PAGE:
Aligning with reality


8.5 mins read

impossible jigsaw puzzleDo you ever find yourself attempting to fit all the jigsaw pieces of life together to make a perfect picture, the one they promised on the box, only to discover (yet again) that life is not remotely neat or tidy, much less perfect? Moreover, our outwardly-oriented desires are constantly bringing us into conflict with others, who have different ideas of which pieces should be placed first or go where, or — more often than not — have a different picture on the box!

On the other hand, when we drop from our head into our heart and experience some depth and peace, we can feel our inner energy winds starting to draw inwards, toward our heart, instead of flowing outwards. If we pay attention, we can actually feel some absorption or gathering of winds taking place (a bit like water absorbing into a sponge, or waves gathering or sucking back into the ocean).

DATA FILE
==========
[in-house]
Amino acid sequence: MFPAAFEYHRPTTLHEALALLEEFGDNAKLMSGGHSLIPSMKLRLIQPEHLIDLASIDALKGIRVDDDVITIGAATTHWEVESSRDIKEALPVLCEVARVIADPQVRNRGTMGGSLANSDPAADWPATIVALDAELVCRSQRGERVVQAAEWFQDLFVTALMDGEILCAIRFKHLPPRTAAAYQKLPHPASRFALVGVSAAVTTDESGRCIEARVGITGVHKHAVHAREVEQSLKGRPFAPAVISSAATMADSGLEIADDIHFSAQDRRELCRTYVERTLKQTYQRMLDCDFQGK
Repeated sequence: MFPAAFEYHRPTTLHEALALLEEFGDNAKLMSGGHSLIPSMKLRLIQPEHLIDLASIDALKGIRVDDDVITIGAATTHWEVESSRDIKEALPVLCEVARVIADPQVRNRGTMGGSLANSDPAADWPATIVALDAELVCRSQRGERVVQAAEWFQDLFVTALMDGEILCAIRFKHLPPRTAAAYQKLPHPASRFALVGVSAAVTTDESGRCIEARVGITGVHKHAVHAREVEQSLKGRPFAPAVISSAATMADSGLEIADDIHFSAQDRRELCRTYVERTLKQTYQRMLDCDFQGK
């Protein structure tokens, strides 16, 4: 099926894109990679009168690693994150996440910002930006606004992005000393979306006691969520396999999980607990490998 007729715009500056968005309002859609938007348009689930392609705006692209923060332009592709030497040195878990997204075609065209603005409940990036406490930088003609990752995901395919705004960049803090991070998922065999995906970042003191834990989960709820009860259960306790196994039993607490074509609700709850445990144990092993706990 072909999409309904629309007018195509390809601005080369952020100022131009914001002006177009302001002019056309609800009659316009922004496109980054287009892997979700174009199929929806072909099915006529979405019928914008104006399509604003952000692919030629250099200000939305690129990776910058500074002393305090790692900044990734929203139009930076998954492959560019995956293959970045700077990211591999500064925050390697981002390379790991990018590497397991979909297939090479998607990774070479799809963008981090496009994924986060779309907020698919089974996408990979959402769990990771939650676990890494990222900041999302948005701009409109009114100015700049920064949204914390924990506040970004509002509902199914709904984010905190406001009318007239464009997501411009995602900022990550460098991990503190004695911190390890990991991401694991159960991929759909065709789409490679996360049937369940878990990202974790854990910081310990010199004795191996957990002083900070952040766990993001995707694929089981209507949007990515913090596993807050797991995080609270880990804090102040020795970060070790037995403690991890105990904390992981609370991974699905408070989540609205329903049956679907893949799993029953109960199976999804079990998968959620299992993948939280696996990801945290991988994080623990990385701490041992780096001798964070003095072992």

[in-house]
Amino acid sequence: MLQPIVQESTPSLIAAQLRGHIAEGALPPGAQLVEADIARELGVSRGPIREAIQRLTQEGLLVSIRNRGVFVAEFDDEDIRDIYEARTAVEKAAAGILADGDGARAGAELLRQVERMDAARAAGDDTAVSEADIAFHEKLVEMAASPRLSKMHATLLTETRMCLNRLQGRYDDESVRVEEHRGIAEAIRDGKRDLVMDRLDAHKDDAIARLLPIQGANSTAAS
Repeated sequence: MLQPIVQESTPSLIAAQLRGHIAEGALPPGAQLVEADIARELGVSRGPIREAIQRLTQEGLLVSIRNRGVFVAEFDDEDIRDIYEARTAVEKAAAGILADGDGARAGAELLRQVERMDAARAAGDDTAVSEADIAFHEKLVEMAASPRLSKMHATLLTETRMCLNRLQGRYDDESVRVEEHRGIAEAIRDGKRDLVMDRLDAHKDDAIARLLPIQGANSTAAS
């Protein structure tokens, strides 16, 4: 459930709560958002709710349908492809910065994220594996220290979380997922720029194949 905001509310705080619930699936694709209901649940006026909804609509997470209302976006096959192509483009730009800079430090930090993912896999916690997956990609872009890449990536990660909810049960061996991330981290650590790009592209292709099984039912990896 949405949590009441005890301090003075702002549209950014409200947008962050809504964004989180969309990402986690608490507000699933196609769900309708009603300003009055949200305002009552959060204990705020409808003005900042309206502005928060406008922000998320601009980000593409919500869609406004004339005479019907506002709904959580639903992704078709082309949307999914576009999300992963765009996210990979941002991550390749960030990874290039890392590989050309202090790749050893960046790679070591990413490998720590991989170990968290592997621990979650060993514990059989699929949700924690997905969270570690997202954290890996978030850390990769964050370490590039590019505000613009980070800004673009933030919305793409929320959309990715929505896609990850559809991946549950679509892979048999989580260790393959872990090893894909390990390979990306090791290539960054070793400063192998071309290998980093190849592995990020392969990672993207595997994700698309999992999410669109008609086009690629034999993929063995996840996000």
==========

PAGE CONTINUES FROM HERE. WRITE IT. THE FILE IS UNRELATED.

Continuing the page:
Carrying on from the themes of these two articles, Deep healing and The most important journey of our life.

Why do we need to know this? Because, bottom line, we could all do with more inner peace.

Check this out for a moment: Where do you feel peaceful? Is it in your head? Where do you feel things most deeply? Is that in your head?

No, it all happens in our heart. Everyone knows this really (even those who insist the mind is the brain); which is why ❤️ is the universally understood symbol for love.

love uWe drop into our heart by simply believing we are now centered there, not in our head. Just close your eyes for a moment and imagine you are there, starting to feel that extra bit of space and peace.